November 1 was All Saints Day. November 2 was All Souls Day. Early November is a time for remembering saints and loved ones who have passed away. Staying connected to our ancestors and honoring saints whose lives demonstrated love can strengthen our ability to have healthy relationships.
If you are remembering and honoring saints this November, remember Saint Martin de Porres, who was the first Black saint from the Americas. Born in Lims as the illegitimate son of a Spanish nobleman and freed Black or indigenous Panamanian woman, Martin died November 3, 1639. Martin lived in Peru where Blacks and Indians were not allowed to become full members of religious orders. He was known for caring for the sick and downtrodden, especially African slaves. Martin performed miracles, curing the sick instantaneously and feeding many through alms he collected. It was said that when Martin prayed, light would flood the room. Click here for more about his life.
Remember Saint Josephine Bakhita. She was the first African woman saint. Born in the mid 1800’s in Sudan, Josephine was kidnapped and taken into slavery by Arab traders. She was bought and sold several times over a period of twelve years before was placed in a convent in Venice, Italy. Click here for more about her life and love for all.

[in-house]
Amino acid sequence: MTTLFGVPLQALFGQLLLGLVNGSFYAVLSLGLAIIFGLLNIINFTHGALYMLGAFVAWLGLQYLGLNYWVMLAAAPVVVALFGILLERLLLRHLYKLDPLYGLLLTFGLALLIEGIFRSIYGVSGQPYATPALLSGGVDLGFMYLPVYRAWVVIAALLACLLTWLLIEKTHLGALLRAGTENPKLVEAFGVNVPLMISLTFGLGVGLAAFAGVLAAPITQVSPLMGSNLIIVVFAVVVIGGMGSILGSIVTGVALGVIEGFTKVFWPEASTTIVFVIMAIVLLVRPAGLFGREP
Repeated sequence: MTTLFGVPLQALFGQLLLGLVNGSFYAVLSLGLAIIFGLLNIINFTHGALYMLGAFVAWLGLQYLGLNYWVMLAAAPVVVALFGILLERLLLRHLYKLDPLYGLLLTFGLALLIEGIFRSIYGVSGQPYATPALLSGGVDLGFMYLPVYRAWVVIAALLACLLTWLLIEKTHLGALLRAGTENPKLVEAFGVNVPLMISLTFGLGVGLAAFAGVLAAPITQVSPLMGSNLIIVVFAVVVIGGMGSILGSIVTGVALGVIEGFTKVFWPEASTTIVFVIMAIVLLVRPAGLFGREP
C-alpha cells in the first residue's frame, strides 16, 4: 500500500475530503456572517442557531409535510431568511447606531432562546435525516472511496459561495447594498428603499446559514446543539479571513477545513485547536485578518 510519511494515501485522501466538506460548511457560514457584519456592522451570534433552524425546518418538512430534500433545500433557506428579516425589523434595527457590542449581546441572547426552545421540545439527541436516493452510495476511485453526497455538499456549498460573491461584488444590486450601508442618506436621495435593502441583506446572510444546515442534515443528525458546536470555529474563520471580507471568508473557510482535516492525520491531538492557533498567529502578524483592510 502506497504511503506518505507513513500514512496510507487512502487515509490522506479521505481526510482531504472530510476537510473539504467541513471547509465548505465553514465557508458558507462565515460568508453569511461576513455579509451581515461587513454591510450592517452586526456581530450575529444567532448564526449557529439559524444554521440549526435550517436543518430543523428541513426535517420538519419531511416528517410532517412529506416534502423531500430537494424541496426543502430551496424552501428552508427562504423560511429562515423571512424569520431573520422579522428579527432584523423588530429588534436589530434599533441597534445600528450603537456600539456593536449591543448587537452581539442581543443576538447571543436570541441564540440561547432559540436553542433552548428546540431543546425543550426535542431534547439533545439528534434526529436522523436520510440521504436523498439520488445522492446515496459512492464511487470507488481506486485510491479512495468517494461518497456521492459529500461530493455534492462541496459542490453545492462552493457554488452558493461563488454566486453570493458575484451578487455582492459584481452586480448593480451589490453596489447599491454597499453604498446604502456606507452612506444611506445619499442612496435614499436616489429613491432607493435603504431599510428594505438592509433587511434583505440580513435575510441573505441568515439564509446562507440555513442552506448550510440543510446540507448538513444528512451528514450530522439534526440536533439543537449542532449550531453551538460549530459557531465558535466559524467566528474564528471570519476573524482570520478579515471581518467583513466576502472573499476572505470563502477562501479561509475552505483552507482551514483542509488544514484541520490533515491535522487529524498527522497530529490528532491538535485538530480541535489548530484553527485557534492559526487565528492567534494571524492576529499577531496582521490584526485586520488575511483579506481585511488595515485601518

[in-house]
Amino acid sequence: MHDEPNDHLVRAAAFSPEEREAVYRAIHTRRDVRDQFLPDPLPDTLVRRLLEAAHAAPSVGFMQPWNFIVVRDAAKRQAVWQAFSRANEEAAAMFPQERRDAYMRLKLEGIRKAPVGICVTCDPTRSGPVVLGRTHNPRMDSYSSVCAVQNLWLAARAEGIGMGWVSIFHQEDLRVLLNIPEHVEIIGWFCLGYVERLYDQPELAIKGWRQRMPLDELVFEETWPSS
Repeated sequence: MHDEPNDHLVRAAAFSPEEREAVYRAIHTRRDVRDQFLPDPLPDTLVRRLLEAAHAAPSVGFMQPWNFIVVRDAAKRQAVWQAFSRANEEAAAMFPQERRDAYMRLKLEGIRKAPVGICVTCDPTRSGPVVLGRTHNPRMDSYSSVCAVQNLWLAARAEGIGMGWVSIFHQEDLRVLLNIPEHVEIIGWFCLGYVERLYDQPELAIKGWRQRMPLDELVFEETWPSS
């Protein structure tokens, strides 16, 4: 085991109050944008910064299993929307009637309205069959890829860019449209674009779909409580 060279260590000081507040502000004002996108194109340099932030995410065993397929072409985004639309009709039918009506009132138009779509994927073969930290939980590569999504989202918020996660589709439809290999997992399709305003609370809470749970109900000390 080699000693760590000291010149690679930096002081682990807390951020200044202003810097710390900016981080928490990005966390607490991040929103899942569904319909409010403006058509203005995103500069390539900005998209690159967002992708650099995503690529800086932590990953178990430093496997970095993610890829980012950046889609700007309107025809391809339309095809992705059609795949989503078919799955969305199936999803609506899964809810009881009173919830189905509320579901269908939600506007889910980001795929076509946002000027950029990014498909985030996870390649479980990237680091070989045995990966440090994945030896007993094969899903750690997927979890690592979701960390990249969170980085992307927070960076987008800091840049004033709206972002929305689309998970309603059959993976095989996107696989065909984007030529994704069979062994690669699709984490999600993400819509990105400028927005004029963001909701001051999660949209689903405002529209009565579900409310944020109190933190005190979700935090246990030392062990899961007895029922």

Venerable Henriette Delille may become the first Black American female saint. A French-speaking creole born in 1813 in New Orleans, LA, Henrieette founded the Sisters of the Holy Family. The religious group was created to care for the sick and educate the ignorant, focusing on educating slaves, which was illegal at the time. Like her mother and other relatives, Henriette lived in “placage” or in concubinage with a White man. Interracial marriage was illegal at the time.
November is Black Catholic History Month. Click here for more on leaders of African descent and here for the Black Catholic History Calendar in the Washington, DC area. For Black saints you’ve never heard of, check out Madame Noire’s post.
Click here for more All Saints Day posts from SuzyKnew!
I really enjoyed this article. St. Martin de Porres played a big part in my life in Mobile. It was a hospital that Blacks went to, including my mother. Being raised Catholic as a Black person in the South makes me appreciate these stories even more.
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This article was truly touching to my spirit. Thank you for sharing this.